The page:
Lobster fishing handed down through generations

Since he was 8 years old, Dale has been fishing the waters around Deer Island, New Brunswick, Canada.  The island, which is near the Maine and Canadian border, boasts about 750 full time residents.  Accessible only by car ferry, Deer Island is surrounded by the Bay of Fundy, which has some of the highest tides in the world.  With up to 28 feet rise and fall of tide every twelve hours, you have to be careful where you leave your boat. Timing is everything when it comes to fishing in these parts of Canada.

Lobster fishing with his son by his side, Dale recounts how his father fished, his grandfather fished and several generations before that fished.  Fishing knowledge is handed down from generation to generation.  “My father and I were best friends. I chased him every day; whatever he was doing, I was doing.”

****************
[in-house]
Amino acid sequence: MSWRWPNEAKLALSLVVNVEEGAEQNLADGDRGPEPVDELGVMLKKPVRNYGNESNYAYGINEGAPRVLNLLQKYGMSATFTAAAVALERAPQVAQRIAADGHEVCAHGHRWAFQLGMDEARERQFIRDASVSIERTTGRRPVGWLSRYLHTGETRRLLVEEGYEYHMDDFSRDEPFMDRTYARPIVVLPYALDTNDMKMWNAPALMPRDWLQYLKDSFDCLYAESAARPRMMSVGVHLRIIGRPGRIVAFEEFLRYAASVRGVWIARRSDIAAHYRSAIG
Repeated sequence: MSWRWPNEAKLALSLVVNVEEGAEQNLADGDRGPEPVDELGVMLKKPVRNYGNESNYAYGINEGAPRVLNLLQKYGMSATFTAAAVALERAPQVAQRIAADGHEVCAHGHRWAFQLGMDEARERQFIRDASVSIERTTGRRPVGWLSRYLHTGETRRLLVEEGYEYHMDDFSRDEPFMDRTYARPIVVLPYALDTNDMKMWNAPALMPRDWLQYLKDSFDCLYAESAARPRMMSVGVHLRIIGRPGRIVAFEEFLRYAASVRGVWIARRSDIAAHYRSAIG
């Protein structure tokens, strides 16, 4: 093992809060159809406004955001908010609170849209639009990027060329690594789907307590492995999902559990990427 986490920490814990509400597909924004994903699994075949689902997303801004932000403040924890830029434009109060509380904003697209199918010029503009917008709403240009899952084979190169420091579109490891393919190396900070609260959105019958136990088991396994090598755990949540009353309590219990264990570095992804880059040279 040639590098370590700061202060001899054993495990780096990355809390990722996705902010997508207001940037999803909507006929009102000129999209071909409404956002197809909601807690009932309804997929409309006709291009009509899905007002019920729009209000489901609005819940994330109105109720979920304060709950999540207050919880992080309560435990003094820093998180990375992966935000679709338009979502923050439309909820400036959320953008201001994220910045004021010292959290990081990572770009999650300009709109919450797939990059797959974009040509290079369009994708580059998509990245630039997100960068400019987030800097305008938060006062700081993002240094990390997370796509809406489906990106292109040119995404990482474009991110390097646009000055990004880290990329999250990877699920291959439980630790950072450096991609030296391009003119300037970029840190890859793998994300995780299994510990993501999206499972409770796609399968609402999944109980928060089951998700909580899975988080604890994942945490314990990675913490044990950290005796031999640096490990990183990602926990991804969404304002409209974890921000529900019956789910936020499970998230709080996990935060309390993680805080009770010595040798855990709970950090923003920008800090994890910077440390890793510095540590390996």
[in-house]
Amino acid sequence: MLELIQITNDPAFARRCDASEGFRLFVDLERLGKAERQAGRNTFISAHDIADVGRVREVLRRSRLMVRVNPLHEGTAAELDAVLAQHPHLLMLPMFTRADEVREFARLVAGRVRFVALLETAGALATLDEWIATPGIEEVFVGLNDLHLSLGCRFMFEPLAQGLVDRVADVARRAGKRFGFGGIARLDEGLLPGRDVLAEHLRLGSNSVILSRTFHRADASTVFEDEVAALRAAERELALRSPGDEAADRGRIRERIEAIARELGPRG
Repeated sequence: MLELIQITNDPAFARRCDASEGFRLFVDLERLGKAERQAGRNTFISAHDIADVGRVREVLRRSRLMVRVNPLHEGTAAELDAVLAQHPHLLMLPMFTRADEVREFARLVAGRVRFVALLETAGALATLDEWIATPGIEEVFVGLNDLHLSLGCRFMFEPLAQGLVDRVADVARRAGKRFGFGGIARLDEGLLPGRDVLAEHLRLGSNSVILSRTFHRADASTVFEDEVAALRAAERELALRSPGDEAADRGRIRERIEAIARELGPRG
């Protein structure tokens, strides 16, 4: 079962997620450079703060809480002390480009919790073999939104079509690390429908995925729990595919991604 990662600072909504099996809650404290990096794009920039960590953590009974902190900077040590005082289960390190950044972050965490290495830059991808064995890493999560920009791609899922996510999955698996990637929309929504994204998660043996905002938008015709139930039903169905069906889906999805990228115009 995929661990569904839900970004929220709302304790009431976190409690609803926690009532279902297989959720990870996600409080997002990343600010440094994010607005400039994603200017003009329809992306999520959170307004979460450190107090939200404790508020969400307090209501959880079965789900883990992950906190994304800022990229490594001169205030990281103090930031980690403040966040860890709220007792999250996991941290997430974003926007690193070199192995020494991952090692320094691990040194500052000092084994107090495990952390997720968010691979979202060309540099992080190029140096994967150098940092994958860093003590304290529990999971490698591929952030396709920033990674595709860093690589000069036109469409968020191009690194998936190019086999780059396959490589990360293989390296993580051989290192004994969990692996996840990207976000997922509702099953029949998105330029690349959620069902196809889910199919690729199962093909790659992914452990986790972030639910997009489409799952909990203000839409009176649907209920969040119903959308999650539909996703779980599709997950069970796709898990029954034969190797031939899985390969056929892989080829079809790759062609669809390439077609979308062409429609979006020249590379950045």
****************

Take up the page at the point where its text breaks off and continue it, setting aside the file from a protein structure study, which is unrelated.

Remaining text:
Life in the lobster business has been good for Dale, who says everything he has comes from fishing.  This includes his wife, who he met when she was on island doing her PhD study on the Deer island fisheries.  As part of her research, she called to interview him.  They were married 7 months later.